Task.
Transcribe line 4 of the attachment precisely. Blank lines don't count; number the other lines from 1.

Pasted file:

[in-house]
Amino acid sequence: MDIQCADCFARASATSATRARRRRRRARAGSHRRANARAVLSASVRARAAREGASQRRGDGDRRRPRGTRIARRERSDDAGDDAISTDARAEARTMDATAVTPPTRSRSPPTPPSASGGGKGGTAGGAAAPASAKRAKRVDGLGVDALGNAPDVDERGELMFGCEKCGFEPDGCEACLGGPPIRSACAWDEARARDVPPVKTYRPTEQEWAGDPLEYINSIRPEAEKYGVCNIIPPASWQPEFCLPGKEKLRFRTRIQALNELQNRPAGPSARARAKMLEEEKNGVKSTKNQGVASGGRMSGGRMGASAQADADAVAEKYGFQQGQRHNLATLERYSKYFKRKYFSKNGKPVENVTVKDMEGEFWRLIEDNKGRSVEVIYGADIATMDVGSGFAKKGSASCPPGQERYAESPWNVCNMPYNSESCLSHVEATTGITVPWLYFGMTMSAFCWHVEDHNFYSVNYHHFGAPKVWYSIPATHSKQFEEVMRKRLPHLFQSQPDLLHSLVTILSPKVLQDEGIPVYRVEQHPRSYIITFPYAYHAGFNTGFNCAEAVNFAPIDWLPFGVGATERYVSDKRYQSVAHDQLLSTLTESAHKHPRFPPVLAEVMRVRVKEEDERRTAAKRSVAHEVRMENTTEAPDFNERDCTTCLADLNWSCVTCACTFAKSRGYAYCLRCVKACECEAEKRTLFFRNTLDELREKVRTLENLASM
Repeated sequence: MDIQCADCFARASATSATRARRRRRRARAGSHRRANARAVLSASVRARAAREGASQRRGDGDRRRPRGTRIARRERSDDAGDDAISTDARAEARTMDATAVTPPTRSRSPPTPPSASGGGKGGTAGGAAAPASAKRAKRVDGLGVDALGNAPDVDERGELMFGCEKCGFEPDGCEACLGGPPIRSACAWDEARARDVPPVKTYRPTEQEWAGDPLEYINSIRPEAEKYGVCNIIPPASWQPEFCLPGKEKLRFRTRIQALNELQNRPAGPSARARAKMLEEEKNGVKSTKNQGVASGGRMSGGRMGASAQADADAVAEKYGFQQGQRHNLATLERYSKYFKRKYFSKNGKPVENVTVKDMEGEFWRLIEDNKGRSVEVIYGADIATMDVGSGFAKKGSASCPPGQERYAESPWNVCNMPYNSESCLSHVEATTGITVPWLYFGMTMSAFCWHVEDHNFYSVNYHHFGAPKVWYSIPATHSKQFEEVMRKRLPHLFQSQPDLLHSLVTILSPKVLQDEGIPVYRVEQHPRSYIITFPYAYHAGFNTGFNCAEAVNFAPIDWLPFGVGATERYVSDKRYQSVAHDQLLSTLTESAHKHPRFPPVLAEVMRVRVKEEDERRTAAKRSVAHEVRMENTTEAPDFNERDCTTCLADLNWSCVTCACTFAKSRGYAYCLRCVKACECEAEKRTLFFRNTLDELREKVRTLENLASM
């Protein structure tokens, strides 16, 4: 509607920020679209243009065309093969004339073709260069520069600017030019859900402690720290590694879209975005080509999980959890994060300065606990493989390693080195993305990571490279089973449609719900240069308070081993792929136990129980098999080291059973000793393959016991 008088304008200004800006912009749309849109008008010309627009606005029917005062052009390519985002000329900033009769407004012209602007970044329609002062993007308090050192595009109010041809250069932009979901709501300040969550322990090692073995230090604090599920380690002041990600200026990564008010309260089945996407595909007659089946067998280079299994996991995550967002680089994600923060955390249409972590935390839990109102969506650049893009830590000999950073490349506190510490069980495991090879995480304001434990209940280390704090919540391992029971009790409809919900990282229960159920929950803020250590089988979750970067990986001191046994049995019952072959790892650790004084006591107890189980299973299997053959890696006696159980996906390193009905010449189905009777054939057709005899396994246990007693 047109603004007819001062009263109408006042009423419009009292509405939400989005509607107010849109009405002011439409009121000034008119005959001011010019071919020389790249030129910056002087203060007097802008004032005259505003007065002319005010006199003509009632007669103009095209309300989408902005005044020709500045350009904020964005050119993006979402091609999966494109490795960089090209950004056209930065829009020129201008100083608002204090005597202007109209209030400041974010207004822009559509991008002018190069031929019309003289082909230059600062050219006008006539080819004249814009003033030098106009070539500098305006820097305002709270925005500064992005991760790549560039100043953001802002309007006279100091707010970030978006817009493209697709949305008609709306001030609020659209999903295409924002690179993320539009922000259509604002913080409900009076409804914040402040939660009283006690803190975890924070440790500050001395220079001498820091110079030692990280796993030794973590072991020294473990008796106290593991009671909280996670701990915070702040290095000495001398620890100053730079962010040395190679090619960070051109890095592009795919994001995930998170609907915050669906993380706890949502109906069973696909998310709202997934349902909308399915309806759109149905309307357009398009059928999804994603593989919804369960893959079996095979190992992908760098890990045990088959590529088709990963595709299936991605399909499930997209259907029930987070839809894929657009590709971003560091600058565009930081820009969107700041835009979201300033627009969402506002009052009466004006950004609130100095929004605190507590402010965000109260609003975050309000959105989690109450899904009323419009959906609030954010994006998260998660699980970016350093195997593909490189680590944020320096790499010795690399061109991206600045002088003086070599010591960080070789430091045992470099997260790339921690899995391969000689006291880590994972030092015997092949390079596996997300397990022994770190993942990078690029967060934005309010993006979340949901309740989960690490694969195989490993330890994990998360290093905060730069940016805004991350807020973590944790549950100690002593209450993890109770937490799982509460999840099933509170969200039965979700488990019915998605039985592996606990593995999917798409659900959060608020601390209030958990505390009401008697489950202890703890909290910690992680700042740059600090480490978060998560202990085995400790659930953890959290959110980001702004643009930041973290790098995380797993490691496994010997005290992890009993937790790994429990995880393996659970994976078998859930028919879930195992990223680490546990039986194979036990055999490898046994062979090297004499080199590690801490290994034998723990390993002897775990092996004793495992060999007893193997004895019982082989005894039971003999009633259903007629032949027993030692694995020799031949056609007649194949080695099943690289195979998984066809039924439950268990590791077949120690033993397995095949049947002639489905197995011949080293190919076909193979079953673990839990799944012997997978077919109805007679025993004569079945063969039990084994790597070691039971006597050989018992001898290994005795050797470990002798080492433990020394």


């Protein structure tokens, strides 16, 4: 509607920020679209243009065309093969004339073709260069520069600017030019859900402690720290590694879209975005080509999980959890994060300065606990493989390693080195993305990571490279089973449609719900240069308070081993792929136990129980098999080291059973000793393959016991 008088304008200004800006912009749309849109008008010309627009606005029917005062052009390519985002000329900033009769407004012209602007970044329609002062993007308090050192595009109010041809250069932009979901709501300040969550322990090692073995230090604090599920380690002041990600200026990564008010309260089945996407595909007659089946067998280079299994996991995550967002680089994600923060955390249409972590935390839990109102969506650049893009830590000999950073490349506190510490069980495991090879995480304001434990209940280390704090919540391992029971009790409809919900990282229960159920929950803020250590089988979750970067990986001191046994049995019952072959790892650790004084006591107890189980299973299997053959890696006696159980996906390193009905010449189905009777054939057709005899396994246990007693 047109603004007819001062009263109408006042009423419009009292509405939400989005509607107010849109009405002011439409009121000034008119005959001011010019071919020389790249030129910056002087203060007097802008004032005259505003007065002319005010006199003509009632007669103009095209309300989408902005005044020709500045350009904020964005050119993006979402091609999966494109490795960089090209950004056209930065829009020129201008100083608002204090005597202007109209209030400041974010207004822009559509991008002018190069031929019309003289082909230059600062050219006008006539080819004249814009003033030098106009070539500098305006820097305002709270925005500064992005991760790549560039100043953001802002309007006279100091707010970030978006817009493209697709949305008609709306001030609020659209999903295409924002690179993320539009922000259509604002913080409900009076409804914040402040939660009283006690803190975890924070440790500050001395220079001498820091110079030692990280796993030794973590072991020294473990008796106290593991009671909280996670701990915070702040290095000495001398620890100053730079962010040395190679090619960070051109890095592009795919994001995930998170609907915050669906993380706890949502109906069973696909998310709202997934349902909308399915309806759109149905309307357009398009059928999804994603593989919804369960893959079996095979190992992908760098890990045990088959590529088709990963595709299936991605399909499930997209259907029930987070839809894929657009590709971003560091600058565009930081820009969107700041835009979201300033627009969402506002009052009466004006950004609130100095929004605190507590402010965000109260609003975050309000959105989690109450899904009323419009959906609030954010994006998260998660699980970016350093195997593909490189680590944020320096790499010795690399061109991206600045002088003086070599010591960080070789430091045992470099997260790339921690899995391969000689006291880590994972030092015997092949390079596996997300397990022994770190993942990078690029967060934005309010993006979340949901309740989960690490694969195989490993330890994990998360290093905060730069940016805004991350807020973590944790549950100690002593209450993890109770937490799982509460999840099933509170969200039965979700488990019915998605039985592996606990593995999917798409659900959060608020601390209030958990505390009401008697489950202890703890909290910690992680700042740059600090480490978060998560202990085995400790659930953890959290959110980001702004643009930041973290790098995380797993490691496994010997005290992890009993937790790994429990995880393996659970994976078998859930028919879930195992990223680490546990039986194979036990055999490898046994062979090297004499080199590690801490290994034998723990390993002897775990092996004793495992060999007893193997004895019982082989005894039971003999009633259903007629032949027993030692694995020799031949056609007649194949080695099943690289195979998984066809039924439950268990590791077949120690033993397995095949049947002639489905197995011949080293190919076909193979079953673990839990799944012997997978077919109805007679025993004569079945063969039990084994790597070691039971006597050989018992001898290994005795050797470990002798080492433990020394």